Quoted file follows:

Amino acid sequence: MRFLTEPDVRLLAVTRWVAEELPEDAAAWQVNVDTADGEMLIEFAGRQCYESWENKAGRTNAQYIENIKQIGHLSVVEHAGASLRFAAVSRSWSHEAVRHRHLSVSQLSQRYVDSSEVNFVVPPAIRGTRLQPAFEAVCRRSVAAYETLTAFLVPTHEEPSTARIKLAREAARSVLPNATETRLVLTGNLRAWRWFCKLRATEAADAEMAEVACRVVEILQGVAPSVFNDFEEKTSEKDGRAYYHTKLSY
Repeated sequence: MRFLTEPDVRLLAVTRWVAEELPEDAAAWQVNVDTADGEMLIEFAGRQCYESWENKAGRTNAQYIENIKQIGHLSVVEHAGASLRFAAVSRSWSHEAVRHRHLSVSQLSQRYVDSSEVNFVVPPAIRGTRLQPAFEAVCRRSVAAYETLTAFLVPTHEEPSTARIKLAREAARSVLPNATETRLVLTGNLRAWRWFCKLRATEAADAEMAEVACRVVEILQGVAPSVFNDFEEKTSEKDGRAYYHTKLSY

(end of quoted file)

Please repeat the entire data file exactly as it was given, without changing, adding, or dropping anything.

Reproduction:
Amino acid sequence: MRFLTEPDVRLLAVTRWVAEELPEDAAAWQVNVDTADGEMLIEFAGRQCYESWENKAGRTNAQYIENIKQIGHLSVVEHAGASLRFAAVSRSWSHEAVRHRHLSVSQLSQRYVDSSEVNFVVPPAIRGTRLQPAFEAVCRRSVAAYETLTAFLVPTHEEPSTARIKLAREAARSVLPNATETRLVLTGNLRAWRWFCKLRATEAADAEMAEVACRVVEILQGVAPSVFNDFEEKTSEKDGRAYYHTKLSY
Repeated sequence: MRFLTEPDVRLLAVTRWVAEELPEDAAAWQVNVDTADGEMLIEFAGRQCYESWENKAGRTNAQYIENIKQIGHLSVVEHAGASLRFAAVSRSWSHEAVRHRHLSVSQLSQRYVDSSEVNFVVPPAIRGTRLQPAFEAVCRRSVAAYETLTAFLVPTHEEPSTARIKLAREAARSVLPNATETRLVLTGNLRAWRWFCKLRATEAADAEMAEVACRVVEILQGVAPSVFNDFEEKTSEKDGRAYYHTKLSY